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Can't decided about replacing GX7 with E-M10 or E-M5

Discussion in 'This or That? (MFT only)' started by jonbrisbincreative, Nov 11, 2014.

  1. jonbrisbincreative

    jonbrisbincreative Mu-43 Regular

    76
    Mar 30, 2014
    I bought my GX7 as my first foray into m4/3. I enjoyed using it but found the relatively low frame rate (I use multi-shot a LOT) and viewfinder less than ideal. The VF is okay but it's slow to respond when bringing it up to my eye and while it's got great ergonomics and I much prefer the Panasonic menus to the Olympus menus, I'm debating selling the GX7 to make way for a backup or secondary body to my E-M1. I'm considering either a used E-M10 or E-M5.

    I do shoot professionally but not full-time. I use my E-M1 for sports, portraits, and events. I've used the GX7 with good results in studio settings but I'm just not entirely sold on the Panasonic sensor look or the UX of the camera in general. The "natural" choice for a second body would at first glance seem to be the E-M10. But the weather sealing of the E-M5 might be desirable as well.

    What are your suggestions regarding a backup or secondary body to an E-M1? Does the E-M10 work better because it matches the E-M1's frame rate in continuous shooting and stabilization (I know there's a difference here but it's much closer to the E-M1 than the E-M5 or even GX7 AFAIK)? I mostly use primes but if I used a zoom it would be on the E-M1. I like to have two different focal lengths at the ready in my ThinkTank Retrospective. I plan on somewhat expanding my legacy MF lens collection as well (probably Canon FD like my wonderful 50/3.5 macro) so the focus peaking is probably also a huge advantage of the E-M10.

    I'm selling off everything I can to make way for the Oly 40-150 and this second body. Then I will be fully m4/3 and MF film (Mamiya RB67).
     
  2. Replytoken

    Replytoken Mu-43 Hall of Famer

    May 7, 2012
    Puget Sound
    Ken
    Is battery compatibility important to you? The E-M1 shares the same battery with the E-M5, but not the E-M10. This would be a concern for me as I travel often and this allows me to cut down on chargers and batteries. Small issue, but one that can impact folks. Also, do you want the E-M5 two-piece grip?

    Good luck,

    --Ken
     
  3. mattia

    mattia Mu-43 Hall of Famer

    May 3, 2012
    The Netherlands
    The E-M10 is probably the 'better' camera in quite a few ways, although I did love my E-M5 quite a lot. Major point against the E-M10 as a backup is the fact it uses a different battery, while the E-M5 and E-M1 both use the same one.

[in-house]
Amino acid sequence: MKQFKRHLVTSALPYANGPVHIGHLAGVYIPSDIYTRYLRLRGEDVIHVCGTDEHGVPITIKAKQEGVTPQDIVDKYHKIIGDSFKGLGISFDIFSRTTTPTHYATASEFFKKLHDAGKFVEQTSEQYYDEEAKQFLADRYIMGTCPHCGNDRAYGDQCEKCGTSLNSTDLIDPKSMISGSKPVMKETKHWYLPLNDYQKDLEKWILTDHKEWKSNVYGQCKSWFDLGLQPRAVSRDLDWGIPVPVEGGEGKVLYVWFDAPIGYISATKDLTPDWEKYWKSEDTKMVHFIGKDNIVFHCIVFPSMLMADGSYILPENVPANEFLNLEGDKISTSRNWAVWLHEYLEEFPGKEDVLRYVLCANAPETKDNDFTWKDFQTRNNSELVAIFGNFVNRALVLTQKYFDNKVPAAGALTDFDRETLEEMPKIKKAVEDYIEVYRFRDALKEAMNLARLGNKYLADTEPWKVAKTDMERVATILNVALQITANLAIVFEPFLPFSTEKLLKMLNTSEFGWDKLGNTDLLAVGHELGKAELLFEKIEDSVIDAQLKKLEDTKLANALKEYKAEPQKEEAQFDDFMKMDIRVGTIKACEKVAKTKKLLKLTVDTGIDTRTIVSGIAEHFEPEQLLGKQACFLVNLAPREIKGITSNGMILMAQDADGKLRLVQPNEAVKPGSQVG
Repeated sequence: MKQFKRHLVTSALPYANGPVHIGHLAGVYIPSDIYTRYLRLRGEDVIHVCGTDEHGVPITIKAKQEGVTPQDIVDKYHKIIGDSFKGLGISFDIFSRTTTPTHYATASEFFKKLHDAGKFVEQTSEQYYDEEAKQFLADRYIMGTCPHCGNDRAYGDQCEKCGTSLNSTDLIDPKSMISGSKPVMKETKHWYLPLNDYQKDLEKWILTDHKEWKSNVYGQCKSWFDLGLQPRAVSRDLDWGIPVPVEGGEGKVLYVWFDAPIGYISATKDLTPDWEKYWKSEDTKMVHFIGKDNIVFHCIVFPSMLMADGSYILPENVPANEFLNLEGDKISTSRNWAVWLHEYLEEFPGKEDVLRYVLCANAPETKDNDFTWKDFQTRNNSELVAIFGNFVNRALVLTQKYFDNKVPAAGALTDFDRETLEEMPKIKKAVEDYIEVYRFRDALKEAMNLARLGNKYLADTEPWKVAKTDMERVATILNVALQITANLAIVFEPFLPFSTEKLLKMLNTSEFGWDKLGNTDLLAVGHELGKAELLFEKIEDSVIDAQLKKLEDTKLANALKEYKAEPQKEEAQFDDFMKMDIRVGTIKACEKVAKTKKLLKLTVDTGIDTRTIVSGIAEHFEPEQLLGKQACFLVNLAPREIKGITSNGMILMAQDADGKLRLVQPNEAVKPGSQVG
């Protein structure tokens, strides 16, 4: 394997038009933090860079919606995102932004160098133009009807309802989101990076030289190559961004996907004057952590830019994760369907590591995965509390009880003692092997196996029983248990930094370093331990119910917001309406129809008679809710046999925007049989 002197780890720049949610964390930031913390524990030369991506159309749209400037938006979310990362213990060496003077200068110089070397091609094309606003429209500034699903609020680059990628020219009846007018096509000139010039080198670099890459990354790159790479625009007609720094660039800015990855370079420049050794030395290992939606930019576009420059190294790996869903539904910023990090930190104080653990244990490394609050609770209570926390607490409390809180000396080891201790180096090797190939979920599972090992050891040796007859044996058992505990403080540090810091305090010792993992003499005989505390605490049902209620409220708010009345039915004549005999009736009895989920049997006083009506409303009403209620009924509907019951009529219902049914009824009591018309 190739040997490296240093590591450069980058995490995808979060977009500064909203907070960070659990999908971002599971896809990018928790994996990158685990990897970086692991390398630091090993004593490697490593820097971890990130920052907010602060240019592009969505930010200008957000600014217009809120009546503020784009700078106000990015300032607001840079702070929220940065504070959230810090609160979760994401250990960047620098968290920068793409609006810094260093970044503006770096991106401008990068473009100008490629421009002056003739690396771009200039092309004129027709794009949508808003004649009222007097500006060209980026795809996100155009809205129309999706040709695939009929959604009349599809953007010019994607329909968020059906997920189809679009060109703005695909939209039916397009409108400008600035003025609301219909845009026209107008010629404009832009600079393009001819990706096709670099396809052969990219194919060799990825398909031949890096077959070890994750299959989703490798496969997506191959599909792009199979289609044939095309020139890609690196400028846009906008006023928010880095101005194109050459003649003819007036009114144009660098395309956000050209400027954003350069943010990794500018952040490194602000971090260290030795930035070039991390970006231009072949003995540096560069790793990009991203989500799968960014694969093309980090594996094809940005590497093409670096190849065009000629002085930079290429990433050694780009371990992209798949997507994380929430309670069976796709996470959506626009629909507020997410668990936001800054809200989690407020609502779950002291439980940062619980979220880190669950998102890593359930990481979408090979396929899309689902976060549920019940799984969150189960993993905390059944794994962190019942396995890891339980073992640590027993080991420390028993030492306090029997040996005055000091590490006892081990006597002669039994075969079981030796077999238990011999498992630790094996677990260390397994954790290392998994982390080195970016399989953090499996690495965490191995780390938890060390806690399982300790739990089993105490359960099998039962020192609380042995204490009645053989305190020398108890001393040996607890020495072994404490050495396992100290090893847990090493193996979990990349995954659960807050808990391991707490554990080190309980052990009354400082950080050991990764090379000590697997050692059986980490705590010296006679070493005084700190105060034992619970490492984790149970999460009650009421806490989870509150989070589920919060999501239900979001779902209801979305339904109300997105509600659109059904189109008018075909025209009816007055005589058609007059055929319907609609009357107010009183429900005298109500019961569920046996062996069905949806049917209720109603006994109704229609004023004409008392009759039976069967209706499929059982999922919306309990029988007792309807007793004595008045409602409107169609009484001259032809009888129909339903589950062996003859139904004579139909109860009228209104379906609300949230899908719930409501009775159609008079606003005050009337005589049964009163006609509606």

Query: why not just get a second E-M1?
     
  4. Jonathan F/2

    Jonathan F/2 Mu-43 Hall of Famer

    Aug 10, 2011
    Los Angeles, CA
    I have the E-M10 and love it. Best street camera in my opinion due to size, price and performance. Saying that, since you already own an E-M1, I'd consider the E-P5 over the E-M5. Same battery, RF style form factor for when you want something smaller and access to the same EVF in the VF-4 as your E-M1. Plus the new firmware gives you the 0s delay in the shutter virtually eliminating shutter shock.
     
  5. DigitalD

    DigitalD Mu-43 Top Veteran

    505
    Jan 10, 2014
    Miami
    David
    Depends what you want in a second camera. You didn't really spell out why. I have been thinking about this too but one main reason was to have something even smaller then the em1 but with great quality so that when I share my nice primes I can still get wonderful results. I thought long and hard about the ep5. A real winner with OOC JPEGS. The only reason I haven't pulled the trigger is I'm not sure how I feel about losing the viewfinder. However for you that's probably more important because you want to use Manual lenses. I would be putting my smallest AF primes on it like the m.zuiko's I own.

    As far as the em5 and em10 goes. Personally I think the em5 is the way to go simply because you can grab a used one for so cheep and it's still a hell of a camera. My father in law picked up the em10 and I felt it a little cheep feeling for the price. The focus peeking is also not as sensitive as the em1 to be warned. But if price is not an issue then the em10 edges out in Photo quality slightly because of the newer sensor design though it loses the weather sealing.
     
  6. mazg

    mazg Mu-43 Regular

    96
    Aug 20, 2013
    I'm pretty sure I just read the EM5 is no longer available from Oly due to a replacement model EM6 coming out in January. Retailers are being told no more stock on the EM5. You might be able to pick one up on sale or wait for the new EM6. I'm really interested to see what the EM6 will bring.
     
  7. Bif

    Bif Mu-43 Veteran

    380
    May 28, 2012
    San Angelo TX
    Bruce Foreman
    I would be afraid that if you sell the GX7 you would regret it at some point in the future. It is such an all around flexible "inconspicuous" camera that doesn't call a lot of attention to itself. I have one along with 2 GH3's, a GH4, and an Oly OMD E-M5 I picked up "lightly used" (270 shutter "clicks" on it). When I don't have preconcieved ideas on what I'll be shooting, the GX7 is what I reach for first.